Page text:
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Old 01-12-2012, 07:53 PM   #1
Nil
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Dec 2011
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I have seen through the web people that uses 10-15 lbs of grain for a full-grain, 5 gallon batch. Can someone advise what is the criteria used for the calculation of the total amount of grain for an AG, 5 gal batch?

Thanks, Nil

 
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Old 01-12-2012, 07:58 PM   #2
Copperpots_Brewing
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More grain>more sugar>more alcohol!
There isn't really a set calculation a to how much you should use, it's a matter of how much you want to use.
There are several smartphone apps that you can use for recipe building, as long as several free websites (Hopville.com). You can use those to determine how much grain you'd want to use for a particular beer. Also, pick up a brewing book, like John Palmers How to Brew, it'll lay out the AG process for you

 
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Old 01-12-2012, 08:06 PM   #3
wickman6
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Brewtarget has been helpful to me when formulating recipes. Its free brewing software, google it if you want to try it out.

 
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Old 01-12-2012, 08:56 PM   #4
sjbeerman
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You can also try Brewmaster's Warehouse Brew Builder on their website.
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Old 01-12-2012, 08:57 PM   #5
Nil
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More grain, more alcohol? In theory yes, yet this is not only dependent of the amount of grain; this also depend of the type of yeast.

I guess that the standard for a 5 gal batch may be in the neighborhood of 10 lbs, assuming a final alcohol content of 5-6%.

I have brewtarget and is quite useful. I have also building my own spreadsheet.

Thanks, Nil

 
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Old 01-12-2012, 09:17 PM   #6
TopherM
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Quote:
More grain, more alcohol? In theory yes, yet this is not only dependent of the amount of grain; this also depend of the type of yeast.
This is a misleading statement. Type of yeast are generally NOT a variable in ABV for typical brews.

Stick pretty much any yeast in a typical 1.05-1.06 OG wort, and you are going to get very very close to the same ABV, all other variables being equal. Varying the type of yeast has nothing to do with ABV unless you are talking about specialized yeast with specified attenuation rates, which are typically only used in very high ABV brews or very specialized brews.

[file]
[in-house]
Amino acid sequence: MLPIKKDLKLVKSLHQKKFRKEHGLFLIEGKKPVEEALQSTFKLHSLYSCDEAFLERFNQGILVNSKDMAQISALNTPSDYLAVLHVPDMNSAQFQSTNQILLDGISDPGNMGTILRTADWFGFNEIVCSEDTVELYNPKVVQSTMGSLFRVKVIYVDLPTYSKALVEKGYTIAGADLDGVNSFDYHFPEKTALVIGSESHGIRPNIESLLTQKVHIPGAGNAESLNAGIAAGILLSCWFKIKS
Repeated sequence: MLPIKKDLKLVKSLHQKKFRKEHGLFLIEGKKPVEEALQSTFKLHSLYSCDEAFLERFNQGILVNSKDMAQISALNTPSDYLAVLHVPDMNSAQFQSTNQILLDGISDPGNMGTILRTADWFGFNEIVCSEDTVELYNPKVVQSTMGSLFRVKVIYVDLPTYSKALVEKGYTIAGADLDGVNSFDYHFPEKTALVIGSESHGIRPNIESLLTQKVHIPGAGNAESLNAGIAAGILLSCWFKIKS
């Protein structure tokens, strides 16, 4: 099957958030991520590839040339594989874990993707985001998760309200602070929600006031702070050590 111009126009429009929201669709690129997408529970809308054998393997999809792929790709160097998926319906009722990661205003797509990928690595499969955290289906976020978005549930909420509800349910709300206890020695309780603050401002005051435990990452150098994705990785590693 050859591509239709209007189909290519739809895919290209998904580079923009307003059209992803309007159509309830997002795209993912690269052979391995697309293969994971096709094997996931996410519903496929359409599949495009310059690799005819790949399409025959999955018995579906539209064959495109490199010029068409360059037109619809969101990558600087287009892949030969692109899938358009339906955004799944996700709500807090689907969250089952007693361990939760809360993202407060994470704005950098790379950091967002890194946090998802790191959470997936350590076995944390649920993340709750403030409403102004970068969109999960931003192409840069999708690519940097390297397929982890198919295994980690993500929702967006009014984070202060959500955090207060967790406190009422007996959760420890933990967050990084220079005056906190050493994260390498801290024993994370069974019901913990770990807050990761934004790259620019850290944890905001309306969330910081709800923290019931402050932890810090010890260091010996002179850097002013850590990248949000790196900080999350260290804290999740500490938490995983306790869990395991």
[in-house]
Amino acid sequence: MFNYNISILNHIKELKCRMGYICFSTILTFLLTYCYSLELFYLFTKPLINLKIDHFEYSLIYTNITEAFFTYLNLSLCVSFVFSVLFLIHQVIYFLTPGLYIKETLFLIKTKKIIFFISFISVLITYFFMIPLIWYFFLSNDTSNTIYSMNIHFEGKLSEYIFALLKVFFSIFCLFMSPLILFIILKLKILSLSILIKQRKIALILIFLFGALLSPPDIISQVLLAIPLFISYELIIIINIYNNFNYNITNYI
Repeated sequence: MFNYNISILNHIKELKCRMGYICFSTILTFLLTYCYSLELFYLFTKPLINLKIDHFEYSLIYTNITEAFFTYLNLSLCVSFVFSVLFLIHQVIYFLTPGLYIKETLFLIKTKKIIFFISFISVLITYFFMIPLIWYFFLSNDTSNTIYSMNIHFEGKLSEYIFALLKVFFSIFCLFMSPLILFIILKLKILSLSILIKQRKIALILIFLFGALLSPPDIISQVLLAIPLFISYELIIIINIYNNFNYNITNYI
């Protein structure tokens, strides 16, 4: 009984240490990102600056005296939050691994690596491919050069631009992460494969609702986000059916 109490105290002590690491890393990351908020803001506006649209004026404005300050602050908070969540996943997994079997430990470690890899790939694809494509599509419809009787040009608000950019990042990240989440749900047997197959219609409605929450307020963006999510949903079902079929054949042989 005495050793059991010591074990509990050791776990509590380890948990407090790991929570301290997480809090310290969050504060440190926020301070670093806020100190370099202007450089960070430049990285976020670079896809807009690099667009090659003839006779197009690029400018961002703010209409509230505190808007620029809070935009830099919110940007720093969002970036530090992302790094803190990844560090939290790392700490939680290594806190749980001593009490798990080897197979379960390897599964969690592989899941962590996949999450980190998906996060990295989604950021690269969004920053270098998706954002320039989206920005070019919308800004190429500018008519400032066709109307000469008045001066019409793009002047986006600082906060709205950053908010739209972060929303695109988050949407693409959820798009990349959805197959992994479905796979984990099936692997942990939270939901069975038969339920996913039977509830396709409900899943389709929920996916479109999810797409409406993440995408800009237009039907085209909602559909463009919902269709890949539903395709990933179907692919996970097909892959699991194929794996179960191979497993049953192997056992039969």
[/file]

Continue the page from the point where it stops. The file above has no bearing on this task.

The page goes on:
Nil, different types of grain have different enzyme qualities and carbohydrate content. The enzymes in the grain are what breaks down the carbohydrates into simple sugars that the yeast can eat, which then becomes alcohol and CO2 as the yeast byproduct. There are also many grains that don't contribute to sugar or alcohol content at all, and only contribute to your beer's color or flavor.

So, in general, more grain = higher alcohol content, but it does vary from grain to grain.

If you are trying to design a brew, a typical 5 gallon batch of average OG and alcohol content (1.05/5.5 ABV or something around there) takes about 10 lbs of fermentable grain.
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Old 01-12-2012, 09:30 PM   #7
LandoLincoln
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Another thing to watch out for is the percentage of base malts vs. the percentage of specialty grains.

Some specialty grains have a lot of punch to them (either adding certain flavors or colors to the beer) and it's easy to overdo it.

 
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Old 01-12-2012, 10:59 PM   #8
3PegBrew
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Quote:
Originally Posted by TopherM View Post
about 10 lbs of fermentable grain.
Stick with that for starters and simple AG beers and you are golden. Go by the general rule of thumb that 2 row and Pilsners are 100% grist ability, while your specialty grains can be 10-40% grist. Generally the packaging tells you how much can be put into your batch %.

You can try to be a master mathematician or get beersmith....
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Old 01-12-2012, 11:00 PM   #9
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Hello Joliet! And Vernon Hills!
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Old 01-12-2012, 11:03 PM   #10
cadarnell
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i like hopville.com for figuring out my recipes and grain amounts

 
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